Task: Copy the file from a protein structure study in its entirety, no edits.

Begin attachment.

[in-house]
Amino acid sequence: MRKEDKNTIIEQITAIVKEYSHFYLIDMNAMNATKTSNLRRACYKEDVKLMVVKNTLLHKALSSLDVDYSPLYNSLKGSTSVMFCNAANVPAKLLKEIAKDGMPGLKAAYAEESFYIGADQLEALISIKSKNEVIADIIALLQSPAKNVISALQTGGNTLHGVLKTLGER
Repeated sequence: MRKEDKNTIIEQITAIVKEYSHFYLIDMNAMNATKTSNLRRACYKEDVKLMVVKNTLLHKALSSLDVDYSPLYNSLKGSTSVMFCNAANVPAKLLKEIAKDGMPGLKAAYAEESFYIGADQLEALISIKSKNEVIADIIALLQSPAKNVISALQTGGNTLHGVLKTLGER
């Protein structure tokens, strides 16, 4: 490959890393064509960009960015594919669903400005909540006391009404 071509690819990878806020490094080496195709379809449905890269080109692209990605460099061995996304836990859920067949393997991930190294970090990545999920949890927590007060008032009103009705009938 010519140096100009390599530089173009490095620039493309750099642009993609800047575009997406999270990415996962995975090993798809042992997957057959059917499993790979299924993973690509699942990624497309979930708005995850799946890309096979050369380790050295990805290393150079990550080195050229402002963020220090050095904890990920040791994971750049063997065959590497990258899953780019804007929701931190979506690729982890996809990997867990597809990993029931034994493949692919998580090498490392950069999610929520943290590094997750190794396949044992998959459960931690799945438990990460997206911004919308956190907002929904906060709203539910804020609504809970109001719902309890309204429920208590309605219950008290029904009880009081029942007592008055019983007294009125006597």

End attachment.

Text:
[in-house]
Amino acid sequence: MRKEDKNTIIEQITAIVKEYSHFYLIDMNAMNATKTSNLRRACYKEDVKLMVVKNTLLHKALSSLDVDYSPLYNSLKGSTSVMFCNAANVPAKLLKEIAKDGMPGLKAAYAEESFYIGADQLEALISIKSKNEVIADIIALLQSPAKNVISALQTGGNTLHGVLKTLGER
Repeated sequence: MRKEDKNTIIEQITAIVKEYSHFYLIDMNAMNATKTSNLRRACYKEDVKLMVVKNTLLHKALSSLDVDYSPLYNSLKGSTSVMFCNAANVPAKLLKEIAKDGMPGLKAAYAEESFYIGADQLEALISIKSKNEVIADIIALLQSPAKNVISALQTGGNTLHGVLKTLGER
């Protein structure tokens, strides 16, 4: 490959890393064509960009960015594919669903400005909540006391009404 071509690819990878806020490094080496195709379809449905890269080109692209990605460099061995996304836990859920067949393997991930190294970090990545999920949890927590007060008032009103009705009938 010519140096100009390599530089173009490095620039493309750099642009993609800047575009997406999270990415996962995975090993798809042992997957057959059917499993790979299924993973690509699942990624497309979930708005995850799946890309096979050369380790050295990805290393150079990550080195050229402002963020220090050095904890990920040791994971750049063997065959590497990258899953780019804007929701931190979506690729982890996809990997867990597809990993029931034994493949692919998580090498490392950069999610929520943290590094997750190794396949044992998959459960931690799945438990990460997206911004919308956190907002929904906060709203539910804020609504809970109001719902309890309204429920208590309605219950008290029904009880009081029942007592008055019983007294009125006597």